|President of Bolivia|
20 December 1943 – 21 July 1946
|Vice President||None (1943-1945)
Julián Montellano (1945-1946)
|Preceded by||Enrique Peñaranda|
|Succeeded by||Néstor Guillén|
|Born||15 December 1908
|Died||21 July 1946 (age 37)
La Paz, Bolivia
Gualberto Villarroel López (December 15, 1908 – July 21, 1946) was the head of state of Bolivia from December 20, 1943 to July 21, 1946. A reformist, sometimes compared with Argentina's Juan Domingo Perón, he is nonetheless remembered for his alleged fascist sympathies. Above all, he is remembered for his violent demise, which occurred on the day when he was overthrown.
Villarroel was born in Villa Rivero, Cochabamba, on December 15, 1908. He participated in the Chaco War (1932–35) against Paraguay. In the aftermath of Bolivia's disastrous defeat in that conflict, he became convinced that Bolivia needed profound structural changes and supported the progressive Military-Socialist dictatorships of David Toro Ruilova and Germán Busch (1936–39). Following Colonel Busch's suicide in August 1939, conservative forces reasserted themselves, took power, and propitiated the 1940 elections in which the traditional (oligarchic) parties linked to the country's big mining interests (known as "La Rosca") triumphed at the polls with General Enrique Peñaranda. Villarroel was part of the younger, more idealistic military officer corps that had supported Toro and Busch.
In December 1943, a coup d'état crystallized against President Peñaranda, and Major Gualberto Villarroel became de facto President of Bolivia. He formed a coalition with the main reformist party of the time, the Revolutionary Nationalist Movement, as well as with a hitherto-secret military faction known as Radepa (Razón de Patria, or Fatherland's Cause) inspired on the ideals of former president Busch Becerra.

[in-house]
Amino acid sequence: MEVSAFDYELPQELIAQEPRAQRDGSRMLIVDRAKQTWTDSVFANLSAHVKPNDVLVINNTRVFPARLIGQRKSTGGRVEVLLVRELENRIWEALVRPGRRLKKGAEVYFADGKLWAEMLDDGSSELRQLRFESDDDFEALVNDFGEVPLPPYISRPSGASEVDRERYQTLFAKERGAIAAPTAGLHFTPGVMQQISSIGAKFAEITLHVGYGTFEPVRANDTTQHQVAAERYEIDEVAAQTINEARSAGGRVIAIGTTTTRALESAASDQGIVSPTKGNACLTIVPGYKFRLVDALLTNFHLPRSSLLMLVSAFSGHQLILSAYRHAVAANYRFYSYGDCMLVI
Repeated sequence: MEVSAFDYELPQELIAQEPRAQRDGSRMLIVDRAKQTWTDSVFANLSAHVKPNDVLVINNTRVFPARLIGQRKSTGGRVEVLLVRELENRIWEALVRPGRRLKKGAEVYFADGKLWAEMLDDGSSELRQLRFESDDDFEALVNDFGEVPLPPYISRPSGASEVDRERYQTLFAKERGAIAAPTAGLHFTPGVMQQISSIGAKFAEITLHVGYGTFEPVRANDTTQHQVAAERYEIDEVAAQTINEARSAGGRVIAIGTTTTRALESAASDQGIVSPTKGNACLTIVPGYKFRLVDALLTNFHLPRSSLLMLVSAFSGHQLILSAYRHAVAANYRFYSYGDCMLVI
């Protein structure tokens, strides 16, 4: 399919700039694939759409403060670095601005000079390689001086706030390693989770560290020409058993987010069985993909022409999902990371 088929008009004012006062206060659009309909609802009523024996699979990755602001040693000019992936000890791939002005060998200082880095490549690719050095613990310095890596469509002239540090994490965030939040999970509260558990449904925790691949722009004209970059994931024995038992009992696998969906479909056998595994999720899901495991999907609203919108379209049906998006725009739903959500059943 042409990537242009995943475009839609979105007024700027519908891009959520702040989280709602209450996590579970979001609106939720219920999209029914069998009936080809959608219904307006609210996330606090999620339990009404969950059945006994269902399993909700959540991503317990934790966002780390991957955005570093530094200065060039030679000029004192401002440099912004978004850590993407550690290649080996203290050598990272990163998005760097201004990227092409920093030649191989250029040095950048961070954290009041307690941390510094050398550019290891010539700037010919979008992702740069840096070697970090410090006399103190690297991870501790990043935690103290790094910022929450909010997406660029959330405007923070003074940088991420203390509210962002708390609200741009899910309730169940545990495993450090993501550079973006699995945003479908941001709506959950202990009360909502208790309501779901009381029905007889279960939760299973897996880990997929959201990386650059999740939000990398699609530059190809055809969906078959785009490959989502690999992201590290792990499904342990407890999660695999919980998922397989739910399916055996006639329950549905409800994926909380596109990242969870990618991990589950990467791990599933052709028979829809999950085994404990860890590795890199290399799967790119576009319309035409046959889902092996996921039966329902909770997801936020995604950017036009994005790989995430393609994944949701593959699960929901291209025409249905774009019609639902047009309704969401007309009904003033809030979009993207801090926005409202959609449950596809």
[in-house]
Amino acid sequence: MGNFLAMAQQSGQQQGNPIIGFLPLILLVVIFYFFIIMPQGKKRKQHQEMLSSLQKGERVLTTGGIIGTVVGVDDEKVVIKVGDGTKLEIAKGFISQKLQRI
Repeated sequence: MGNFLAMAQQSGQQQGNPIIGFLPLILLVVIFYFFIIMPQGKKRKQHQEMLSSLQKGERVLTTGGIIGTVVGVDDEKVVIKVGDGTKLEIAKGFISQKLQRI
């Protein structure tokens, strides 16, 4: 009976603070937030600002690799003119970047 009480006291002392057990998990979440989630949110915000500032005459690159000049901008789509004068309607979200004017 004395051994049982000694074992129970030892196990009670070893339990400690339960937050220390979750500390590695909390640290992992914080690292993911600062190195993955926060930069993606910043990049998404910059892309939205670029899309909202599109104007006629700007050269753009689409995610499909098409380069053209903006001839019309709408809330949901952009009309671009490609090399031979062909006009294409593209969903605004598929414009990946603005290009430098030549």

Villarroel enacted a number of far-reaching reforms, including official recognition of worker unions creation of a retirement pension and the abolition of obligatory unpaid servitude known as mitanaje and pongueaje. He also followed Busch's lead in calling a National Assembly, instituting Constitutional reforms, and having himself proclaimed Constitutional President by Congress (August, 1944). On the international front, Villarroel faced formidable obstacles in Washington's reluctance to recognize him as President of Bolivia. This was due to the pro-Axis stance of the 1936-39 military regimes that inspired the Villarroel government, as well as of (it was alleged) some of the President's closest aides from the MNR party. Eventually, the Roosevelt administration extended its recognition, but only in exchange for the expulsion from the cabinet of a number of "tainted" ministers first, and rupture with the MNR later.
The conservative backlash against Villarroel did not take long to appear, fed by the considerable resources of the private mining interests. Moreover, the workers themselves decided to exercise their newly won rights to protest and demand further concessions in a manner that seemed imprudent and excessive, forcing the government to adopt repressive measures to maintain control. The extreme zeal of the government's repressive apparatus (weary of the chaos and increasing momentum of the right-wing opposition) led it to commit a number of shocking acts, including the execution of various prominent members of the intelligentsia and subsequent disposal of their bodies by pushing them off a 3,000-foot (910 m) cliff. This, in turn, gave the traditional parties the excuse to initiate a nationwide revolt that culminated in the death of the President. On July 21, 1946, anti-government crowds took control of the Plaza Murillo, where the Palace of Government (the so-called Palacio Quemado) is located, essentially laying siege to it.
From within the Palace, Villarroel announced his resignation, but the enraged hordes of teachers, students and marketplace women still seized arms from the arsenal and broke into the Quemado after an hour of fighting, assassinating the President and various of his aides. Villarroel's body was tossed from a balcony toward the square, where the crowds proceeded to hang it from a lamp-post opposite the Palace, perhaps inspired by a recently shown newsreel of Benito Mussolini's demise.
Following this, the opposition regained control of the government, keeping it until the 1952 Revolution. Villarroel, El Presidente Colgado ("The Hanged President") has since been revered by the majority of the Bolivian population as a martyr and hero whose time had not yet come when he met his violent death. [according to whom?]
- Scheina, Robert L. Latin America's Wars: The Age of the Caudillo, 1791-1899, p.209. Brassey's (2003), ISBN 1-57488-452-2
- Céspedes, Augusto. El Presidente Colgado.
- Mesa José de; Gisbert, Teresa; and Carlos D. Mesa, 3rd edition. pp. 572–577.
|President of Bolivia